I thought I was witty and in-touch with society. Turns out now I’m unfunny — and creepy to boot.

I’m probably on some dad joke database somewhere that precludes me from living within 300 feet where cool people congregate. I should check to see if I’ve been banned from going to the mall on weekend nights.

I should get a flower that squirts water or an exploding cigar.

On the other hand, I’ve been known to over react from time to time. Maybe that’s what I’m doing now. Maybe I’m putting too much stock in other peoples’ opinions.

I’ve been thinking about it, and I think I’m going to stay the course. I’m going to keep saying the things I think are funny and hope it makes people laugh. If the millennials don’t get it, that’s not my problem.

It’s like Taylor says, “haters gonna hate.”

A Loaf of White Bread, Because it’s My Birthday

barry currin, stories of a world gone mad, beaverdamusa.comMy birthday is right around the corner, and I know exactly what I want.

A loaf of white bread.

I know, I know. You were probably expecting me to say world peace, reduced greenhouse gas emissions or a Tennessee Vol defense that allows fewer than 700 yards per game.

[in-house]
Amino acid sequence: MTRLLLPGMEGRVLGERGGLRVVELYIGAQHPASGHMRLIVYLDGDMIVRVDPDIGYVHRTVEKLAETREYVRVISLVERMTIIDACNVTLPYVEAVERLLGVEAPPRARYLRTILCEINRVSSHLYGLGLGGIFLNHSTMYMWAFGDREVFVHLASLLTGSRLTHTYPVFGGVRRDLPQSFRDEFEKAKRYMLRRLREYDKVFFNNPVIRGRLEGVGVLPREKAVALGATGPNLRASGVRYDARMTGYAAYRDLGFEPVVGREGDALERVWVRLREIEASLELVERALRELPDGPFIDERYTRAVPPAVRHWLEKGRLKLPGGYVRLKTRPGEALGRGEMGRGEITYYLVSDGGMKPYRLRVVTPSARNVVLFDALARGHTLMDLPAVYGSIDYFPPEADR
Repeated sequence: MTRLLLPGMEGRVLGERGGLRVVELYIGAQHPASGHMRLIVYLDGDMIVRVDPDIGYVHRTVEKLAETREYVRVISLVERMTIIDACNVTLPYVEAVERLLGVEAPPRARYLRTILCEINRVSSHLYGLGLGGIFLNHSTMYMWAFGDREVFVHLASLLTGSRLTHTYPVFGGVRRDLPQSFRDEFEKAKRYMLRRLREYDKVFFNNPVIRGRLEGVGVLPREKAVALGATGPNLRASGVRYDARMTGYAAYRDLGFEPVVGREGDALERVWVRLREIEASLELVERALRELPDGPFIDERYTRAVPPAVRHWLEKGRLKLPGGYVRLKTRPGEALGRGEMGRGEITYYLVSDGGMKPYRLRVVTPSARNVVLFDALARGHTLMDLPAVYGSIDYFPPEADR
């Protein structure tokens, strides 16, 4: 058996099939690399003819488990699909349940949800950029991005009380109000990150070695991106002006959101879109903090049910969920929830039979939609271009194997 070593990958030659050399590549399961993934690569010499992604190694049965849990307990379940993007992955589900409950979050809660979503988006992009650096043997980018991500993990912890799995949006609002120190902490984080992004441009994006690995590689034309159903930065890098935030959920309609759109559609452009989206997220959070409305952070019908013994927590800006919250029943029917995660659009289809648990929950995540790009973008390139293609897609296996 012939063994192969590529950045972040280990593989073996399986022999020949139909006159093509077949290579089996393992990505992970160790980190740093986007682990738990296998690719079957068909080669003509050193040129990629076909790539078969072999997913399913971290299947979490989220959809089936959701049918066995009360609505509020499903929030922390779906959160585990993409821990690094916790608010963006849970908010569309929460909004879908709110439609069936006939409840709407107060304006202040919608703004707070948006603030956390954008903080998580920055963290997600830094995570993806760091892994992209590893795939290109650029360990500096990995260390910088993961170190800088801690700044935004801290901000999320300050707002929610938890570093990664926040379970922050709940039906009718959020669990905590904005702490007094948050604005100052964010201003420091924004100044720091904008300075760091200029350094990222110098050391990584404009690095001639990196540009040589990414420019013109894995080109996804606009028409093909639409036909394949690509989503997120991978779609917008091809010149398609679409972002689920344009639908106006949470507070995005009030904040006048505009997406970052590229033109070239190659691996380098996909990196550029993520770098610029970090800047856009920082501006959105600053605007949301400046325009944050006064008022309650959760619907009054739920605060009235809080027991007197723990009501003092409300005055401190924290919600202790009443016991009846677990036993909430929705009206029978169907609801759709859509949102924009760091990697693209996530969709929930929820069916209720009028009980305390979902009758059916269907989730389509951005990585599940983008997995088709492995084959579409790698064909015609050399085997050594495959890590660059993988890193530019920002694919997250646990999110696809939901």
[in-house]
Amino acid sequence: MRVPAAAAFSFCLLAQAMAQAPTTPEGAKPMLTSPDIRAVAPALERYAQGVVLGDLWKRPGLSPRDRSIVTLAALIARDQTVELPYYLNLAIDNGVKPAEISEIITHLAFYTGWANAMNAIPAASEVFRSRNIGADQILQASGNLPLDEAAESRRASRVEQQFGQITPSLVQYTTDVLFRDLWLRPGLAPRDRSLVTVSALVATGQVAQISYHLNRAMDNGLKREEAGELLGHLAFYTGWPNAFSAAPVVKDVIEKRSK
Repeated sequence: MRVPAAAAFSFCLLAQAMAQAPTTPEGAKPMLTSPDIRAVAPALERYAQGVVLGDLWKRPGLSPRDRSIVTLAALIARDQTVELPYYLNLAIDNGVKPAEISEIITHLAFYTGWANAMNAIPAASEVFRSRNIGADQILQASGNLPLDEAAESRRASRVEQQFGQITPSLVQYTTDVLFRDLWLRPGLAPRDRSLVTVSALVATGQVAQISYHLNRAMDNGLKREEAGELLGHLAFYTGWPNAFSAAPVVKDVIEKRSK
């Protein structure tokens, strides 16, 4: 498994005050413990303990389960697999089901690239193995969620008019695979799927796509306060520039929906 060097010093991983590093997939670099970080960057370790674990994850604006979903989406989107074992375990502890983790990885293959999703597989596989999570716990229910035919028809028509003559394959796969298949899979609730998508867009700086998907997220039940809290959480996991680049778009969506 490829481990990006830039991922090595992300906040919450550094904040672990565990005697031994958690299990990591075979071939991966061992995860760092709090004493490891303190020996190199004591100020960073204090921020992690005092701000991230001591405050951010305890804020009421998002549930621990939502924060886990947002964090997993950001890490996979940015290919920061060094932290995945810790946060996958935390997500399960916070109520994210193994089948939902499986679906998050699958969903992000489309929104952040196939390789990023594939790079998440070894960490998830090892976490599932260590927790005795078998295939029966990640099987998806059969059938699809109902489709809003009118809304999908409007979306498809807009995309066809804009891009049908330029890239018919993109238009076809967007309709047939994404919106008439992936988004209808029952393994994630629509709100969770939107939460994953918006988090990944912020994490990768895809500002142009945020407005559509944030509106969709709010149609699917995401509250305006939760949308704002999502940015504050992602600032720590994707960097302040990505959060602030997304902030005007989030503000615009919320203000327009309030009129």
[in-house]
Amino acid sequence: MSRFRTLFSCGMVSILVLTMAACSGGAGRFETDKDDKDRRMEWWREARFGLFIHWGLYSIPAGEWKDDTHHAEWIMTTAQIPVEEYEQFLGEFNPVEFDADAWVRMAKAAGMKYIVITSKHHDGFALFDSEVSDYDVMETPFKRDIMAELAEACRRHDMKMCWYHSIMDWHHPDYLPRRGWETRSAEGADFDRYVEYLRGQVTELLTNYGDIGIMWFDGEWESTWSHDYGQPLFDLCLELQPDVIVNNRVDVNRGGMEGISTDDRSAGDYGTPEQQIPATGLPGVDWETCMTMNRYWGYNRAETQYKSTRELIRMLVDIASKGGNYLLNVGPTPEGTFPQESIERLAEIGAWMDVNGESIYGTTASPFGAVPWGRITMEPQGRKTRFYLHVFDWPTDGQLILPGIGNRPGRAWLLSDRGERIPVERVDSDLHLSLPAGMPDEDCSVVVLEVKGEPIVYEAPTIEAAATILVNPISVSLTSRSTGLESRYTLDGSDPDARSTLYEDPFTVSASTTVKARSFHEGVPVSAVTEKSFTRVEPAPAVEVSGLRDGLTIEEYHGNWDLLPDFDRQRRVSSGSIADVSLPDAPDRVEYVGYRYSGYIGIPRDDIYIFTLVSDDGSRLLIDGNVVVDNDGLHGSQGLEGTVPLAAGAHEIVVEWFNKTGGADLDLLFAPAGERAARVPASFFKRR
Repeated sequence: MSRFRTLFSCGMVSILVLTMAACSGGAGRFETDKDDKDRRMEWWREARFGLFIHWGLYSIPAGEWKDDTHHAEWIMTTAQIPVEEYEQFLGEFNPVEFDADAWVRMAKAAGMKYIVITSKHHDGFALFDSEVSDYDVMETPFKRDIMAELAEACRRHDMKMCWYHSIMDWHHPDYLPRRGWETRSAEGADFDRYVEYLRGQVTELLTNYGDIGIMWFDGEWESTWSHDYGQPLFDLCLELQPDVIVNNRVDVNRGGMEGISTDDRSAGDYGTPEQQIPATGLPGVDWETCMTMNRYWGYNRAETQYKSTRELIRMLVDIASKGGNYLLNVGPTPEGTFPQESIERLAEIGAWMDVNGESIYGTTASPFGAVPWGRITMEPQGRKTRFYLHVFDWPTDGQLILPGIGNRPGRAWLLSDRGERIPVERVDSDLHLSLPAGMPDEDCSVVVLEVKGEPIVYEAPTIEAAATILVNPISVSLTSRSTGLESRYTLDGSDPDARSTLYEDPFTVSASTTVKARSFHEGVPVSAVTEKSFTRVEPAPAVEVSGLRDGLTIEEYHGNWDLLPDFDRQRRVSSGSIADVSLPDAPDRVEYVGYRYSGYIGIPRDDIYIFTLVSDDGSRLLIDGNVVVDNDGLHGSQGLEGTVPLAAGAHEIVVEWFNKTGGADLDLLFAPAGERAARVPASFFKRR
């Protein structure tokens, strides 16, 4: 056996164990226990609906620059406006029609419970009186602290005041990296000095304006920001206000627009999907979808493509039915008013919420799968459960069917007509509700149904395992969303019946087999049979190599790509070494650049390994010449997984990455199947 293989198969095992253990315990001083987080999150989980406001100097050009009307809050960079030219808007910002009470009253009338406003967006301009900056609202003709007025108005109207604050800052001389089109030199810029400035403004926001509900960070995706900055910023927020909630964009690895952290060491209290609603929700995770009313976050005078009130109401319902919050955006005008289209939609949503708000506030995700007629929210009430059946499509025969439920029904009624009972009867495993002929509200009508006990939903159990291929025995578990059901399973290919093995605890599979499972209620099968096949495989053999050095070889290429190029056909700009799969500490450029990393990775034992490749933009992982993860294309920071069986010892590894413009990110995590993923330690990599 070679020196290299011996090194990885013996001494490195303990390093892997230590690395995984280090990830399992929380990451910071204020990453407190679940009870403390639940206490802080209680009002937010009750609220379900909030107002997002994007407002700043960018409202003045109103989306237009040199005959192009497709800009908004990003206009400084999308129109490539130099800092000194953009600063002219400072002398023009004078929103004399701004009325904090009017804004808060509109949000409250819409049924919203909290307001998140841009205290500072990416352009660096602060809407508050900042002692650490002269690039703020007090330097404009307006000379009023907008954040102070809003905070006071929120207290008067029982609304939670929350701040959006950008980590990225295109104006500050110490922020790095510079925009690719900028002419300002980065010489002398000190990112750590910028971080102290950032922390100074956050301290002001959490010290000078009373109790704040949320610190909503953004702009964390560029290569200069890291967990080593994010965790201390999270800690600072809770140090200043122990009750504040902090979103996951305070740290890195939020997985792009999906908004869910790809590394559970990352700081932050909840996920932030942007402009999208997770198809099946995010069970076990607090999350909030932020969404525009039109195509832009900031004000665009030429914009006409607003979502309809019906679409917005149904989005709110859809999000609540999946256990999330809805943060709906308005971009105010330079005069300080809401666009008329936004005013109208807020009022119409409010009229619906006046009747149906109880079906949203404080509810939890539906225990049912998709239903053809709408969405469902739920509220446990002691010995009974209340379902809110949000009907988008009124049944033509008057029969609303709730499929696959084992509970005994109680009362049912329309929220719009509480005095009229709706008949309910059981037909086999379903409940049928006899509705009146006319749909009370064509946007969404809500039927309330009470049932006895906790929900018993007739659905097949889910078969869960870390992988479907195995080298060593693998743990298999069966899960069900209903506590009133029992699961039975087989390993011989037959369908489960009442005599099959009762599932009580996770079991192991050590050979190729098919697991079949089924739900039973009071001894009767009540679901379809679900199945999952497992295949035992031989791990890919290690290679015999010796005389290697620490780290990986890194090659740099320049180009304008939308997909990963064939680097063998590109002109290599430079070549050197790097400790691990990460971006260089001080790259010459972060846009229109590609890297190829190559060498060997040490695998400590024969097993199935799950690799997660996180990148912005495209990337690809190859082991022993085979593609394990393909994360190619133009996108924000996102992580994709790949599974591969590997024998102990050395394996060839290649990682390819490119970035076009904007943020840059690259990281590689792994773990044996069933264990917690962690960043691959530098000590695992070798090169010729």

That’s the stuff dreams are made of all right, but I am making it easy on my loved ones this year.

Of course, I need a pair of a shoes, but what fun is that? It’s my birthday. I should get something I want — not something I need.

And all I want is a loaf of white bread. Here’s why.

The other night, I saw a bottle of Karo Light Corn Syrup at one of my favorite restaurants, which triggered a childhood memory.

When I was growing up, we had dessert after every meal. Usually it was cake or pie. Sometimes it might be pudding or ice cream. On those rare occasions when we didn’t have a dessert sitting around, we improvised.

My favorite improvisation was what we called Karo and bread.

Daddy would give everyone a piece of white bread, butter it, cut it into nine pieces like a tic-tac-toe board and pour Karo syrup on it.